. .
.
Subj:   Bridge Challenge #7 (S512c)
        From Chapter 7 - "Hocus-Pocus with the Trump Suit", page 110

From the book Winning Declarer Play 
              by Dorothy Truscott 
              Published in 1969 by Harper and Row
 
West
S - Q J 4
H - 5
D - J 10 9 8
C - J 10 9 3 2
North
S - A K 8 6 5 2
H - K 8
D - A 7 6
C - A K

South
S - 7 3
H - A Q 10 7 6 4
D - K Q 2
C - 5 4

East
S - 10 9
H - J 9 3 2
D - 5 4 3
C - Q 8 7 6

The contract is 7 Hearts in the south and the opening lead is the
jack of diamonds.

Declarer wins the opening lead and cashes the king and ace of trumps, revealing the bad news.  East apparently has a sure trump trick because there are no more hearts in the dummy with which to finesse.  An inexperienced player might give up at this point and settle for down one.  However, an experienced declarer knows that East will very likely be subject to a trump coup, which is just as effective as a finesse and much more elegant.

He cashes the A K of spades and ruffs a spade.  He returns to dummy with a club and ruffs another spade.  Now back to dummy with the other club to run spades.  If East ruffs at any time, declarer overruffs and claims the balance.  If East doesn't ruff, declarer throws away his diamonds.  With only two cards left the situation is:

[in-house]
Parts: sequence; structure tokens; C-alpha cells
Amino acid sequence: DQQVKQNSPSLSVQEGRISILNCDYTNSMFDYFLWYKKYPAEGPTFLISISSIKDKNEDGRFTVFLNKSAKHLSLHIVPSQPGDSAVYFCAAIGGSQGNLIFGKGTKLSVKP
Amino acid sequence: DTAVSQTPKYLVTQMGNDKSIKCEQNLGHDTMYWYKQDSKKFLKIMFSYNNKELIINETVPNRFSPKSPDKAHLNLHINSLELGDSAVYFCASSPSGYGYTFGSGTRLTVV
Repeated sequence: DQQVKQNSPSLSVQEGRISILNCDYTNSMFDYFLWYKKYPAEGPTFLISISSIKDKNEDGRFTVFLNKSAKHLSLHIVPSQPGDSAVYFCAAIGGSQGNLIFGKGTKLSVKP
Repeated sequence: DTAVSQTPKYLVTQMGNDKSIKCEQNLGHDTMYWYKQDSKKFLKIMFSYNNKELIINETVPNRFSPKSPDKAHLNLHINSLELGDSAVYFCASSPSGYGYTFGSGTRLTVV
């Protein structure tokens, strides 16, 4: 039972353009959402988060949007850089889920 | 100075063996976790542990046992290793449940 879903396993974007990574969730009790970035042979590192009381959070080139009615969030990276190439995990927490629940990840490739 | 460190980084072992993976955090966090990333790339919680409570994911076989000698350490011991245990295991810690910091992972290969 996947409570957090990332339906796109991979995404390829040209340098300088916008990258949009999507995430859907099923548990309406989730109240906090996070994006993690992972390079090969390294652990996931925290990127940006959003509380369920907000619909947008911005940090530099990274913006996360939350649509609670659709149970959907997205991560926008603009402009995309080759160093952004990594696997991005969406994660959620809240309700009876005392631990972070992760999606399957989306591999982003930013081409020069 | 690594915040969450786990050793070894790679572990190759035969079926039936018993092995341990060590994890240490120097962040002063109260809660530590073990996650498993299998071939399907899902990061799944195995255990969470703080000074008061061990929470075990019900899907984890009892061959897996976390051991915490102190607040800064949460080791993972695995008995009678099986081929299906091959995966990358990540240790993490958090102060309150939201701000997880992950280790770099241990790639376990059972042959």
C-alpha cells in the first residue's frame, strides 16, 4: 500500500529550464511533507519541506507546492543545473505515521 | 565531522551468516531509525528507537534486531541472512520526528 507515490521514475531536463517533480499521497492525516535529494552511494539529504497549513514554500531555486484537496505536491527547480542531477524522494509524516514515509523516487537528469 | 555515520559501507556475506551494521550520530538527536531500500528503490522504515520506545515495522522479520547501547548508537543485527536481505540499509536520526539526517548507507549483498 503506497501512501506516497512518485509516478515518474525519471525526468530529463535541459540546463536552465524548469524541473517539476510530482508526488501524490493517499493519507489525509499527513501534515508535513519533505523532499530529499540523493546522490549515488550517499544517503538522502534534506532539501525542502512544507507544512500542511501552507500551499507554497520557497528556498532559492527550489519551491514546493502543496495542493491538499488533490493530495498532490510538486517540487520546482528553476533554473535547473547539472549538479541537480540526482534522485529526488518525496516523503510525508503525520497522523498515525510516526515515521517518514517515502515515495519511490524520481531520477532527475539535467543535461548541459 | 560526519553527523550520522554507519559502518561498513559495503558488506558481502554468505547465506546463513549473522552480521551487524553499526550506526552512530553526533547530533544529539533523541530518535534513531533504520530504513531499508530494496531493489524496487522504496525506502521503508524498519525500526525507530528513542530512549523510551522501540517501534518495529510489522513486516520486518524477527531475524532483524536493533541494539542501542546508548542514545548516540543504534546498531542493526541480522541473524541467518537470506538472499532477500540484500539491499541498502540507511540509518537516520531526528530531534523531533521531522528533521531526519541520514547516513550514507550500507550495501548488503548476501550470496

West
S - 
H - 
D - 10 9
C - 
North
S - 
H - 
D - A 7
C - 

South
S - 
H - Q 10
D - 
C - 

East
S - 
H - J 9
D - 
C - 

Dummy leads a diamond, and East's natural trump trick vanishes into thin air.

Isn't that artistic?  And, it's not actually difficult if declarer keeps in mind one essential detail: A trump coup will not work unless declarer has the same number of trumps remaining as his opponent.  In this case, South starts with six trumps, and east starts with four.  Therefore, to get down to East's length, South has to shorten himself twice by ruffing two spades.

On this hand many declarers would fall into the trap of ruffing only one spade.  The spades are established after one ruff, and it does seem extravagant to ruff dummy's winners.  Furthermore, it goes against the grain to trump unnecessarily in the long hand.  So, they would discard on the spades and leave themselves with three trumps instead of two.  The last three cards would be:
 
West
S - 
H - 
D - 10 9
C - J
North
S - 
H - 
D - A 7
C - K

South
S - 
H - Q 10 7
D - 
C - 

East
S - 
H - J 9
D - 
C - Q

Whatever dummy leads, East discards the club and declarer is forced to ruff.  This puts the lead in the South hand and spoils the whole project.

So, even if dummy's spades on this hand were A K Q J 10 9, declarer must grit his teeth and ruff two of them.  This process of shortening one's trump holding often requires a good many entries to dummy.  Declarer must learn to look ahead in order to make full use of these entries when there is the possibility of a coup in the offing.
 

¤»¥«¤»§«¤»¥«¤»§«¤»¥«¤»§«¤»§«¤»¥«¤»¥«¤»§«¤»¥«¤»§«¤»¥«¤»§«¤»§«¤ 
 

This is one example from Dorthy Truscott's book "Winning Declarer Play."  Buy the book, read it, and rereat it a dozen times.  I guarantee it will improve your bridge game.

.